Ground Source Heat Pumps: Who Are They For?

ground source heat pumps

After being crowned their Ultimate Eco Blogger for 2012, I thought I’d ask the experts over at Find Energy Savings to contribute to the blog. They happily agreed and I asked them to give a rundown on ground source heat pumps as a form of renewable heating for your home.

If you have any questions about this form of heating, please ask them in the comments section at the end of the article and I’ll get them answered for you.

A ground source heat pump is a renewable energy option which may not be suitable for everyone, despite what the salesman might tell you. With the expense involved and the general disruption required to have this type of heating installed, it is wise to think carefully before you go ahead. However, if it is right for you, the benefits can be huge.

Knowing if you and your property are suitable for ground source heating should be your first step when you are thinking about renewable energy sources.

Get Quotes For A Ground Source Heat Pump

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What happens when I fill out this form?

An advisor from will contact you to get your full requirements. Should you wish to proceed, they will forward your contact details on to a maximum of 3 local, approved installers who will then provide you with quotes for a ground source heat pump at your property.

Does this service cost anything?

No, charge installers a small fee for the introduction but you will incur no additional costs over and above the cost of any installed system.

Will will happen to my data?

At first only will contact you; if you should wish to proceed, your details will be passed on to up to 3 further companies to provide you with quotes. Your details will not be passed on to any other company without prior consent.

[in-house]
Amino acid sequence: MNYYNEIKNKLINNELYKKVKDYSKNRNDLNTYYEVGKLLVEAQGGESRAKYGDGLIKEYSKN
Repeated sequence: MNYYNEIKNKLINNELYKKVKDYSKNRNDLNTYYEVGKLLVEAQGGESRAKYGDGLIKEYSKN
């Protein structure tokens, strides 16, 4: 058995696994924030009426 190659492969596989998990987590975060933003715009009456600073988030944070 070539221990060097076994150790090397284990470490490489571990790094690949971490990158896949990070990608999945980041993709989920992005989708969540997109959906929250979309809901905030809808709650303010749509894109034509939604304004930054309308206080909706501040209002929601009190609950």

What is a ground source heat pump?

A ground source heat pump delivers heat to your home via a series of pipes which are buried in your garden. These pipes take the heat energy from the ground and transfer it via a fluid in the pipe to a heat exchanger which concentrates the heat. This energy is then pumped into your home to heat your hot water, radiators or underfloor heating. The ground usually maintains a steady temperature, so a low level of heat can be extracted from it year round, making it a very worthwhile source of water heating.

What is your budget?

Ground source heat pumps are not cheap to install and run on electricity, therefore you need to do your sums before you decide if it is for you. You can save as much as £610 per year, but it could cost as much as £10,000 to have the system installed.

What is your current heating method?

Unfortunately, the fact that a ground source heat pump uses electricity and gives a low level of heat means that it does not always deliver the best cost and efficiency savings. If your home currently runs on gas you are likely to find that a ground source heat pump will not save you money. However homes which run on electricity, oil or solid fuels can get savings of between £180 and £610 each year.

The other benefits of switching to this type of energy for those who currently use oil or solid fuels is that you will no longer need to worry about deliveries and the effect on the environment of burning this type of fossil fuel.

How large is your garden?

The pipes which need to be buried in your garden require a good sized surface area to collect their heat. This means that the larger the garden, the more efficient the system will be. However, those people who have smaller gardens can still benefit. The coils can be buried vertically and will still work just as effectively. Using this method may be slightly more expensive, but it is less intrusive on your garden.

Is your home suitable?

Ground source heat pumps deliver their heat at a constant temperature year round and this is lower than a traditional radiator might offer. To make the most of this, your home needs to be very well insulated and free of draughts. The system will also work best with underfloor heating which is more ambient and works well at lower temperatures. If you don’t already have underfloor heating, you may wish to factor in the extra expense of getting this.